In grade I Phimosis, also designated as tight Phimosis, the pathological prepuce prevented the exposure of the glans. In grade II Phimosis, children exhibited a pathological prepuce that allowed partial exposure of the glans. Moderate preputial ring classification was used for cases with complete or almost complete exposure of the glans but with moderate retraction difficulty and high risk of developing paraphimosis after erection. Finally, loose preputial ring classification was used in cases with complete exposure of the glans, albeit with the presence of a preputial ring along with a mild risk of paraphimosis. The described grading is shown in [Figure 1].
Based on clinical criteria, patients with grade I phimosis could be treated with primary surgery or topical treatment. Non-surgical topical treatment was initially indicated for patients with grade II phimosis or moderate or loose preputial ring. This treatment involved the application of 0.5% clobetasol propionate for five minutes, twice a day, for at least four weeks but no longer than nine weeks [4-5,10,18-19]. Cases that did not resolve with topical treatment were referred for surgery.
Data Collection and Statistical Analysis
The following parameters were investigated: Age at admission; history of balanoposthitis, paraphimosis, or previous treatments; correlation between referral of patients with suspected Phimosis and diagnostic confirmation of the disorder: Grade of Phimosis: And rate of Phimosis resolution with non-surgical (topical) treatment or with surgery.
Data were collected using Excel® spreadsheets. The study data were subjected to descriptive analysis and correlation analysis. Data analysis was performed using the IBM SPSS (Statistical Package for the Social Sciences) software, version 23. Values of p < 0.05 were considered statistically significant.
Qualitative variables were presented using frequency and percentage. The normality null hypothesis of the age distribution data was rejected, therefore, the Kruskal-Wallis test (nonparametric) was chosen to verify the association between age and Phimosis classifications. For the comparison in pairs, the Dunn-Bonferroni post-hoc test was performed.
Pearson's chi-square test was used to analyze the association between diagnostic confirmation with previous history (previous treatment with glucocorticoid, balanoposthitis and paraphimosis), with continuity correction when necessary (at least one cell expected a value less than 5). To assess the association between final resolution and age at admission, the Mann-Whitney U nonparametric test was used. And the analysis of the association of the clinical or surgical outcome with the classification of Phimosis and previous history of the patients was performed using Pearson's chi-square test.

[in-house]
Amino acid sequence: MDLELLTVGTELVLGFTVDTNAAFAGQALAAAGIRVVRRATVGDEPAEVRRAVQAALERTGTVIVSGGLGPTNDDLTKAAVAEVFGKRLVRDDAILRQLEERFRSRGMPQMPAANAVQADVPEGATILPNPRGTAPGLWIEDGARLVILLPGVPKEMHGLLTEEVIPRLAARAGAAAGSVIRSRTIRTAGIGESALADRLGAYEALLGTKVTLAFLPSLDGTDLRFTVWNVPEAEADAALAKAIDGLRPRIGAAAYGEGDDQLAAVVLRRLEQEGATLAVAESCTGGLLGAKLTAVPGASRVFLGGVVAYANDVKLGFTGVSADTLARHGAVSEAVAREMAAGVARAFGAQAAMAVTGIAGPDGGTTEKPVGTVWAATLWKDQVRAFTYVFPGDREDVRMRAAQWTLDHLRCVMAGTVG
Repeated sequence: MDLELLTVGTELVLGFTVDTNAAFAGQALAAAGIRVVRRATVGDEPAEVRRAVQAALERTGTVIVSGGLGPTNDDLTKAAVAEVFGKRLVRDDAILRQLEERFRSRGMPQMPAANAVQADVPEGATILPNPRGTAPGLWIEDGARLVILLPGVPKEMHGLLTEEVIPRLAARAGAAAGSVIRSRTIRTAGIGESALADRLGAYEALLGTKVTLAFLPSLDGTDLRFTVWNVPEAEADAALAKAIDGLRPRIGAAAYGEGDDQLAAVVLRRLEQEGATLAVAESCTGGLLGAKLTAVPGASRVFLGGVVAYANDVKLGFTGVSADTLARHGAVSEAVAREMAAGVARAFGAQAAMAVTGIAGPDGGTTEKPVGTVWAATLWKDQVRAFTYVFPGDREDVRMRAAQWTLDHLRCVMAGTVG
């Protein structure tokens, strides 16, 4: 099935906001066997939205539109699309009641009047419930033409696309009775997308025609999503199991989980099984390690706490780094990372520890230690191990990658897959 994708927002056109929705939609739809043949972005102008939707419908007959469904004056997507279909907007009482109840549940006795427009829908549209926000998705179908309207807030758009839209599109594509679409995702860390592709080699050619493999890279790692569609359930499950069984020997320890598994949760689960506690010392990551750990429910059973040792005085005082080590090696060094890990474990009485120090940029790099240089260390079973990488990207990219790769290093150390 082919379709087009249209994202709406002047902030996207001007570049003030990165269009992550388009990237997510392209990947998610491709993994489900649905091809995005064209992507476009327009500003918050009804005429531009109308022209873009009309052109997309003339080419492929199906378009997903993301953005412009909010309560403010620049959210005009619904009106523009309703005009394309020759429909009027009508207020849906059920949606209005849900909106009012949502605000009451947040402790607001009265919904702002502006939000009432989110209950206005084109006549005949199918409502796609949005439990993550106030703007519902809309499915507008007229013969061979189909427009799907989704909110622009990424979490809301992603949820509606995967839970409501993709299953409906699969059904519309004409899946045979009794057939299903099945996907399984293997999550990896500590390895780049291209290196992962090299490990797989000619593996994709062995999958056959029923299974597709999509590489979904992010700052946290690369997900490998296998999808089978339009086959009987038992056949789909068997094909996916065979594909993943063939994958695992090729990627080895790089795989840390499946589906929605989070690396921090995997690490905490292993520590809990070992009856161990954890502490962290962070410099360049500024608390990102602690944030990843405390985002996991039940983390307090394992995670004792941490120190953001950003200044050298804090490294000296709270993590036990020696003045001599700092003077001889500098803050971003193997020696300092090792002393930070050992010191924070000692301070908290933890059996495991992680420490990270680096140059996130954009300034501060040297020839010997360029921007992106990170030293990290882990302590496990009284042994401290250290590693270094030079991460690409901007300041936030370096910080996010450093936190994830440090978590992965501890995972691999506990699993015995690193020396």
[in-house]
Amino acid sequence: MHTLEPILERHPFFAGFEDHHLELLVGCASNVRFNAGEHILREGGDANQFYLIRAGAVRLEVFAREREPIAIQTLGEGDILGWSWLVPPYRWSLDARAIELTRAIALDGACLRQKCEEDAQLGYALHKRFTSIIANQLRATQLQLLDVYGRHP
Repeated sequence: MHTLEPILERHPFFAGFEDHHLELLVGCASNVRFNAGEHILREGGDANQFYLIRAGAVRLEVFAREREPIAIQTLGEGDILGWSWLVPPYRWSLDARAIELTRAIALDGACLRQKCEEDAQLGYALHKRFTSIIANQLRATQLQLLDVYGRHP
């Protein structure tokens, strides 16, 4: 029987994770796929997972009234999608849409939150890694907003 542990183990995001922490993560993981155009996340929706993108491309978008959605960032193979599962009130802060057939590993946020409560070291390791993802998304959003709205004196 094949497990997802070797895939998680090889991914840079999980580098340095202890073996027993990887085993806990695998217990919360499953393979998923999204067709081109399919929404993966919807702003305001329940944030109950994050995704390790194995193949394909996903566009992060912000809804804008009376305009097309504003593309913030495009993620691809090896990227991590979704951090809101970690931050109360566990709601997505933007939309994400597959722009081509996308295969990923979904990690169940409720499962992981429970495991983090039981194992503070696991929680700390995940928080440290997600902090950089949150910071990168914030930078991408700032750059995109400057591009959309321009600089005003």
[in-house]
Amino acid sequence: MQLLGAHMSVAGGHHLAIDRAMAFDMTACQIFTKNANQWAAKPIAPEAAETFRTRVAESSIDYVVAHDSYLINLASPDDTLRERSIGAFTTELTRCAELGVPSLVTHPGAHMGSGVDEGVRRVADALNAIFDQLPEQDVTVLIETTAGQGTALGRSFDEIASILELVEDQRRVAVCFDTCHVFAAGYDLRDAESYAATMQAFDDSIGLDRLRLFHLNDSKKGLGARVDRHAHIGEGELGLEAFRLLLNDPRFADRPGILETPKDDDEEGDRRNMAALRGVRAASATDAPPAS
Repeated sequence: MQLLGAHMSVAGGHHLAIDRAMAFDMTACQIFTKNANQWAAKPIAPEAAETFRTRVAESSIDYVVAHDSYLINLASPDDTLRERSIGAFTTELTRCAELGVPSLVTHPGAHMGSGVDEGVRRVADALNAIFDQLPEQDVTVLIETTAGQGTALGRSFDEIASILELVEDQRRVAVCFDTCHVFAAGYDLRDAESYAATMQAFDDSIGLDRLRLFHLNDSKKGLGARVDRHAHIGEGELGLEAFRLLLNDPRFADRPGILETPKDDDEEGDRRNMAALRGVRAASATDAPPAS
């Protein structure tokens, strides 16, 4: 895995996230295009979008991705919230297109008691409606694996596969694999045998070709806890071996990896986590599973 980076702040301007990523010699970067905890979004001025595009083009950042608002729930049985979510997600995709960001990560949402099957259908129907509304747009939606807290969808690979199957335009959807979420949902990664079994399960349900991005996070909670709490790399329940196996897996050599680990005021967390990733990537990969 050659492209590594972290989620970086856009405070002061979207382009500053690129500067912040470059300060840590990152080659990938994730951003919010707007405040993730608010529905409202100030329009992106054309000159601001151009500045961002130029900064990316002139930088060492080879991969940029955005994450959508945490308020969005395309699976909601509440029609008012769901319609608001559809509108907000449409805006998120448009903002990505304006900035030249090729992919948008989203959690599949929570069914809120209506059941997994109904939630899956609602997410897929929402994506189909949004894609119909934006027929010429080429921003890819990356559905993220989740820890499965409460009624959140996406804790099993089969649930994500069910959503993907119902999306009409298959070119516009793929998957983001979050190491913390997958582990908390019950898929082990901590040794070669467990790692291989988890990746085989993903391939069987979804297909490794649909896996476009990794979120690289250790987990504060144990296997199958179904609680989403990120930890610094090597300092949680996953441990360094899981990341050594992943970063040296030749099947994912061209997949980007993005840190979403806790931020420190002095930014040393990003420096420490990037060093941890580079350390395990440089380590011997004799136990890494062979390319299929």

During the study period, 944 patients referred with suspected Phimosis received care at our department. Their mean age was 8.08 ± 3.16 years (range 1 to 18 years, median 8.00). Of these, 544 (56.57%) patients had not received treatment previously, and only 2.86% (27/944) and 0.11% (1/944) had a history of balanoposthitis and paraphimosis, respectively [Table 1].
Phimosis was confirmed in 475 children, who accounted for about half of the patients referred for pediatric surgery evaluation. Approximately half of the boys (46.53%) had grade I phimosis [Table 2]. There was a positive correlation between a diagnosis of Phimosis and history of previous treatment with topical agents (p < 0.001-RR 2.224, 95% confidence interval [CI] 1.170-2.893). Patients with a loose preputial ring were significantly younger than the patients with other grades of Phimosis [Figure 2].
Nine children (1.89%) were lost to follow-up, and Phimosis resolution was achieved with non-surgical treatment in 87.79% of patients [Table 2]. Surgery was significantly more frequent among patients with grade I Phimosis than among those with other grades of the disorder (p < 0.001 - Pearson's chi-square test). All boys with moderate and loose preputial rings had their Phimosis resolved without surgical intervention.
There was a significant association between age at admission and final resolution. Patients who required a surgical approach to the treatment of Phimosis were significantly older than those whose Phimosis resolved with topical treatment, as shown in [Figure 3].
The analysis of the correlation between previous treatment and final resolution showed that patients who had previously undergone topical treatment were 1.905 times more likely than those who did not receive such treatment to achieve Phimosis resolution with non-surgical treatment (Pearson's chi-square test, p = 0.035, 95% CI 1.038-3.4). The only patient who had a history of paraphimosis had his phimosis resolved with topical treatment. A previous history of balanoposthitis did not significantly influence the final resolution, i.e., the same proportion of patients with balanoposthitis was observed in the surgical and non-surgical treatment outcomes (Pearson's chi-square test, p = 1.00, RR 1.001, 95% CI 0.224-4.469).